How to Tell if My Cat Is in Pain
Recognizing when a cat is in pain, where the pain is coming from, and what’s causing it can be very difficult.
Cats are particularly good at hiding signs of pain, and sometimes the signs are subtle and easy to miss. However, chances are you know your cat’s “normal” routine, such as their attitude, energy level, appetite, thirst, sleep pattern, and other physical and behavioral patterns. There are many signs you can look for that may indicate your cat is in pain. Knowing what to look for is the key, so you can prevent your cat from suffering and have them receive the proper medical help.
7 Signs My Cat is in Pain
1) Biting and Scratching
When cats are in pain, they are more likely to bite and scratch. Even with familiar people, they may be the target of the cat’s teeth, claws, or both. When a person touches or moves the painful area, or if the cat anticipates you touching or moving the painful area, they will instinctively attack to prevent you from touching the area.
2) Breathing Changes
A cat in pain may breathe faster or shallower when experiencing pain. You may even notice a change in the movement of the stomach and chest muscles since both are involved in breathing. You can check your cat’s respiratory rate at home by counting your cat’s breaths for 15 seconds when they’re asleep, then multiply it by 4 to get the number of breaths per minute. You can use a timer on your phone and place your hand gently on their chest to feel their breath as you count. Or watch their chest rise and fall, equaling one breath. The normal rate for cats is between 12 and 60 breaths a minute. Make sure your cat is not sniffing, awake, or moving around when you’re trying to count, as this will lead to inaccurate counts.
3) Heart Rate and Pulse Changes
The speed of your cat’s heart is the same speed of their pulse as it pumps blood from their heart to their vessels. Pain and discomfort often result in increasing your cat’s heart or pulse rate. When the painful area is touched or moved, the rate often noticeably speeds up. The normal heart rate in a cat at REST is between 160-200 beats per minute. Similar to how you count your cat’s respiratory rate, you can count your cat’s heart or pulse rate at home. Place your hand over their chest just behind their elbow and try to count the number of beats in 15 seconds and multiply it by 4. As a cat’s heart rate is typically fast, this can often be quite tricky to do. For an accurate reading, you can rely on other things such as their respiratory rate, demeanor, and body position changes. You can also ask your veterinarian or one of the clinic’s nurses to show you how to check your cat’s vital signs.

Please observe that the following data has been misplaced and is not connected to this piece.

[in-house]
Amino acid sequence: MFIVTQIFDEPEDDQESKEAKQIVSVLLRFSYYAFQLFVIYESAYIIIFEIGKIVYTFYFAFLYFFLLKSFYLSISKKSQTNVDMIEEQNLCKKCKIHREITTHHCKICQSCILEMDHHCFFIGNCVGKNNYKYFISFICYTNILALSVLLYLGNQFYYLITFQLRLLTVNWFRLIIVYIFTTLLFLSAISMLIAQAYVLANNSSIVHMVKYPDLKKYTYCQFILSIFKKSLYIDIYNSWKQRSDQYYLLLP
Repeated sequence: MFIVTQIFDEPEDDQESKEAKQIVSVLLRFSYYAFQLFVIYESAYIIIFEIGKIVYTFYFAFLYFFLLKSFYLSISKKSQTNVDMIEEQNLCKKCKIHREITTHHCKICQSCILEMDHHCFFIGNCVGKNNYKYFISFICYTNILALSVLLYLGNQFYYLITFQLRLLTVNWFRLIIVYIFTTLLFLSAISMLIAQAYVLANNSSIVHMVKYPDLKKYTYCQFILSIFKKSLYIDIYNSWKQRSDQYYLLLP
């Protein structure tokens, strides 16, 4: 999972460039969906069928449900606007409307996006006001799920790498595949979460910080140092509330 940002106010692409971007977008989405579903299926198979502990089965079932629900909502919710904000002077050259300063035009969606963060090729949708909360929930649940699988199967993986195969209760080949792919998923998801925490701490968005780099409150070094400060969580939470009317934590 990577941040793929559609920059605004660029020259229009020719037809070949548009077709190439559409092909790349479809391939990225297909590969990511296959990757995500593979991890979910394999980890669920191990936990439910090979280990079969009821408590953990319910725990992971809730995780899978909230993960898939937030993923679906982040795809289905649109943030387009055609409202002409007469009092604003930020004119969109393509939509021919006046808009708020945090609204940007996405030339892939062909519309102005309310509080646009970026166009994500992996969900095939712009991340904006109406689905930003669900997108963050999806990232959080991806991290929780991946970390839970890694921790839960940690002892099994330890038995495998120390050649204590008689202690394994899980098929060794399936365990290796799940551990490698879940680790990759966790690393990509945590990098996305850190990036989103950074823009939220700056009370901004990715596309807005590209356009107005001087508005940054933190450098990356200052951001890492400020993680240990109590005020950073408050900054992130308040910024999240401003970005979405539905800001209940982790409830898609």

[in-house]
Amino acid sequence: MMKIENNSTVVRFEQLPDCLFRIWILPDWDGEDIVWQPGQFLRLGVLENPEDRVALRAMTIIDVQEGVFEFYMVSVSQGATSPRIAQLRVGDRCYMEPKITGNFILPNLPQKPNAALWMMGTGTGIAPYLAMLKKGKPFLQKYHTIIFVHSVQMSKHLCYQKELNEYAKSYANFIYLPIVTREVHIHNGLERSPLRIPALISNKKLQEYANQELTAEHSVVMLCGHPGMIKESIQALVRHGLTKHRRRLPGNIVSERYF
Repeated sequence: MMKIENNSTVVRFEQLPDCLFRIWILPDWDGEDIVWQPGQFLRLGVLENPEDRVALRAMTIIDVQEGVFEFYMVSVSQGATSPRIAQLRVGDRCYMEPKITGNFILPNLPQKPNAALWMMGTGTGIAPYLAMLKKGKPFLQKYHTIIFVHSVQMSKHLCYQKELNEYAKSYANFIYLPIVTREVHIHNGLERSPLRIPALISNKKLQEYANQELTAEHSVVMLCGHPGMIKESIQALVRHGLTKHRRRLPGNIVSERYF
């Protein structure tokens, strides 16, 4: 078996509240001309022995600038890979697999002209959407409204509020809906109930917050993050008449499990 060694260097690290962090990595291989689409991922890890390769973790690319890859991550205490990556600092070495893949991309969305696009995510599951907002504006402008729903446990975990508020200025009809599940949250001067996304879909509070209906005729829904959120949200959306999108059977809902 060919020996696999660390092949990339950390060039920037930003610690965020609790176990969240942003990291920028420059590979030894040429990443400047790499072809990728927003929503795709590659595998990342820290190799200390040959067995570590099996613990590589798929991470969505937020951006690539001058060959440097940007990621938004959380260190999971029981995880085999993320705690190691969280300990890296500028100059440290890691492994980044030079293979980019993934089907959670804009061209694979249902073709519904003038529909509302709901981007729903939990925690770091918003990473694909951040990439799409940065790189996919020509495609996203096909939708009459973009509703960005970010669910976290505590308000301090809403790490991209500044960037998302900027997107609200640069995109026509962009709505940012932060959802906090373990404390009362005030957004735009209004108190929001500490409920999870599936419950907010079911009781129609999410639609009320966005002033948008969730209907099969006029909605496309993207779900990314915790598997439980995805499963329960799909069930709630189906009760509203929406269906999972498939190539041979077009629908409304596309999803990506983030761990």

4) Gum Color
The normal gum color for a cat is light pink, which can vary slightly. If your cat will tolerate you lifting their lip gently, you can inspect the gum color. The gum color shouldn’t be white, grey, blue, or purple. If so, this may indicate a lack of oxygen to the tissues. It also shouldn’t be bright red as this could indicate increased blood pressure, pain, or inflammation.
Although purring typically indicates happiness in our cats, they also purr to communicate when they are stressed, anxious or trying to communicate other needs, such as if they are in pain or uncomfortable. So, if your cat’s purring increases while showing other signs listed here, the purring may be pain-related.
6) Changes in Eating or Drinking
Depending on where your cat is experiencing the pain, you may discover them eating and drinking less often. This may be because since they are in pain, they don’t want to get up to walk to their food bowls. To prevent them from eating less, move their bowls closer to them. If they still don’t want to eat or drink, the issue may be related to something else, such as something internal. When eating, if the cause of their pain is their teeth or another part of their mouth, they may drop food out of their mouth or drool while eating.
7) Hiding and Energy Level Changes
Cats like to hide when in pain. They choose to spend time under beds or couches and even in closets. Be sure to check frequently for hiding, as it’s often a very telling sign, especially if this is an uncommon activity for your cat. Most cats in pain will generally be less active. This results in a cat who sleeps more and also reduces the amount they run or jump.
Visit Your Trusted Cat Veterinarian in Asheville, NC
While this list of signs of pain in cats is helpful, your veterinarian is the best person to help you decide whether these changes in your cat are pain-related. Any change in behavior can be significant for your cat’s health and should be addressed. If you think your cat is in pain, contact Avery Creek Pet Hospital and describe the signs of pain you have noticed so we can help you figure out the best mode of treatment.